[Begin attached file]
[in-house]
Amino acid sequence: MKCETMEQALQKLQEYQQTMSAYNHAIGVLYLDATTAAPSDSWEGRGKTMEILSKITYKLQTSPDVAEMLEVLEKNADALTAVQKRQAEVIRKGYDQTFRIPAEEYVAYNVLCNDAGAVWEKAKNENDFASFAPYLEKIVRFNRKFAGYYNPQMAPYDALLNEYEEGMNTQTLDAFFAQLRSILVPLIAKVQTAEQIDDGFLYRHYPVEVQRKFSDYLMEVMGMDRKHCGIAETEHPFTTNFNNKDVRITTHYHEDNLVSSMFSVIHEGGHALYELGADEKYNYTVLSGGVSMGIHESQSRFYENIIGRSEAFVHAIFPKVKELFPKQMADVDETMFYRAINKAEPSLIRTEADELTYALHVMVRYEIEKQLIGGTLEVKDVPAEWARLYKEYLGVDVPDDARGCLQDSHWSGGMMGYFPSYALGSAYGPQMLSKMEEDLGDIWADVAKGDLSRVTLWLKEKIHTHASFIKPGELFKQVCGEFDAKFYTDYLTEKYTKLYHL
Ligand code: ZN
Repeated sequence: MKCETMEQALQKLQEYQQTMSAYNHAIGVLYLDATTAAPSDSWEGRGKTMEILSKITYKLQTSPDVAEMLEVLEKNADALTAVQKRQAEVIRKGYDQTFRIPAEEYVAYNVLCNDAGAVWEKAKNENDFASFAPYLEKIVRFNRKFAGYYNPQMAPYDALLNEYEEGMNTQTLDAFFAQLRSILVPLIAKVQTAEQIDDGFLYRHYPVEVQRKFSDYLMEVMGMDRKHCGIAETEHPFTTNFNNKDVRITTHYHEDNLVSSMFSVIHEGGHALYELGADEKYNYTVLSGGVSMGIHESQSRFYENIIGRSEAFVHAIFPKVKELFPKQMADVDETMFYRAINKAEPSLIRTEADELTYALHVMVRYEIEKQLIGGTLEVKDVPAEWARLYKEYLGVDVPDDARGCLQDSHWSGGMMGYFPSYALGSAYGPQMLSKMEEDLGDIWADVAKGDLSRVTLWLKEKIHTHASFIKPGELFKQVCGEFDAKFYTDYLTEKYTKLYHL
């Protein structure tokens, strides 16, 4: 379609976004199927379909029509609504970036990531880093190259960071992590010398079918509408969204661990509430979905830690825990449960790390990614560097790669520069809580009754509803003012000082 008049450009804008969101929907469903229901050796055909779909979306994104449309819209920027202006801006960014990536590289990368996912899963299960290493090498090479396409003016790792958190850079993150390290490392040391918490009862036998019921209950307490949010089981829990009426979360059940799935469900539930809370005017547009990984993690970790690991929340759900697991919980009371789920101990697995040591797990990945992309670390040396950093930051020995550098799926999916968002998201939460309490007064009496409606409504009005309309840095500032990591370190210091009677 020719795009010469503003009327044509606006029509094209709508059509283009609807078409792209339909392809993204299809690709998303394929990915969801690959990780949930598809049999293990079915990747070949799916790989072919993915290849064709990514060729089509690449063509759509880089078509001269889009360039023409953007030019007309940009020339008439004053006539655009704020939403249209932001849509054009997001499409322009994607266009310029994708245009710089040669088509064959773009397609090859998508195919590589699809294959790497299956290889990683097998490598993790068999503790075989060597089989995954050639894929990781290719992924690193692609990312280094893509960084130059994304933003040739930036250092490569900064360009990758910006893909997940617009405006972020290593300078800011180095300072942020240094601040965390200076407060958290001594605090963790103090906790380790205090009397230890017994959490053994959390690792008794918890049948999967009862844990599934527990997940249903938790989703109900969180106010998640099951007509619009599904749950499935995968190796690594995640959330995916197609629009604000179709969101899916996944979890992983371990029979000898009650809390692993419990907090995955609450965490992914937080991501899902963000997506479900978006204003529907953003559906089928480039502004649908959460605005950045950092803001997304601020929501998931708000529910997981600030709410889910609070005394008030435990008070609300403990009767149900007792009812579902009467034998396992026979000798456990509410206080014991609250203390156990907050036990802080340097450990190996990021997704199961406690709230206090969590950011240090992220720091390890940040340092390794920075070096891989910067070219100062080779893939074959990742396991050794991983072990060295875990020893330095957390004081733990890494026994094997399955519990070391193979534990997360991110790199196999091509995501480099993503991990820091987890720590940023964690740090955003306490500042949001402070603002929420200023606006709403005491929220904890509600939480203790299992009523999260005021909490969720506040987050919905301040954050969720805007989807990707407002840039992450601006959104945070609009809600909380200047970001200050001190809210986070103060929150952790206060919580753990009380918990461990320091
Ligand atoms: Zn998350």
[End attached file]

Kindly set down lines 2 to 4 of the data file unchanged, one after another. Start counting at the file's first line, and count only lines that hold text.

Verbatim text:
Amino acid sequence: MKCETMEQALQKLQEYQQTMSAYNHAIGVLYLDATTAAPSDSWEGRGKTMEILSKITYKLQTSPDVAEMLEVLEKNADALTAVQKRQAEVIRKGYDQTFRIPAEEYVAYNVLCNDAGAVWEKAKNENDFASFAPYLEKIVRFNRKFAGYYNPQMAPYDALLNEYEEGMNTQTLDAFFAQLRSILVPLIAKVQTAEQIDDGFLYRHYPVEVQRKFSDYLMEVMGMDRKHCGIAETEHPFTTNFNNKDVRITTHYHEDNLVSSMFSVIHEGGHALYELGADEKYNYTVLSGGVSMGIHESQSRFYENIIGRSEAFVHAIFPKVKELFPKQMADVDETMFYRAINKAEPSLIRTEADELTYALHVMVRYEIEKQLIGGTLEVKDVPAEWARLYKEYLGVDVPDDARGCLQDSHWSGGMMGYFPSYALGSAYGPQMLSKMEEDLGDIWADVAKGDLSRVTLWLKEKIHTHASFIKPGELFKQVCGEFDAKFYTDYLTEKYTKLYHL
Ligand code: ZN
Repeated sequence: MKCETMEQALQKLQEYQQTMSAYNHAIGVLYLDATTAAPSDSWEGRGKTMEILSKITYKLQTSPDVAEMLEVLEKNADALTAVQKRQAEVIRKGYDQTFRIPAEEYVAYNVLCNDAGAVWEKAKNENDFASFAPYLEKIVRFNRKFAGYYNPQMAPYDALLNEYEEGMNTQTLDAFFAQLRSILVPLIAKVQTAEQIDDGFLYRHYPVEVQRKFSDYLMEVMGMDRKHCGIAETEHPFTTNFNNKDVRITTHYHEDNLVSSMFSVIHEGGHALYELGADEKYNYTVLSGGVSMGIHESQSRFYENIIGRSEAFVHAIFPKVKELFPKQMADVDETMFYRAINKAEPSLIRTEADELTYALHVMVRYEIEKQLIGGTLEVKDVPAEWARLYKEYLGVDVPDDARGCLQDSHWSGGMMGYFPSYALGSAYGPQMLSKMEEDLGDIWADVAKGDLSRVTLWLKEKIHTHASFIKPGELFKQVCGEFDAKFYTDYLTEKYTKLYHL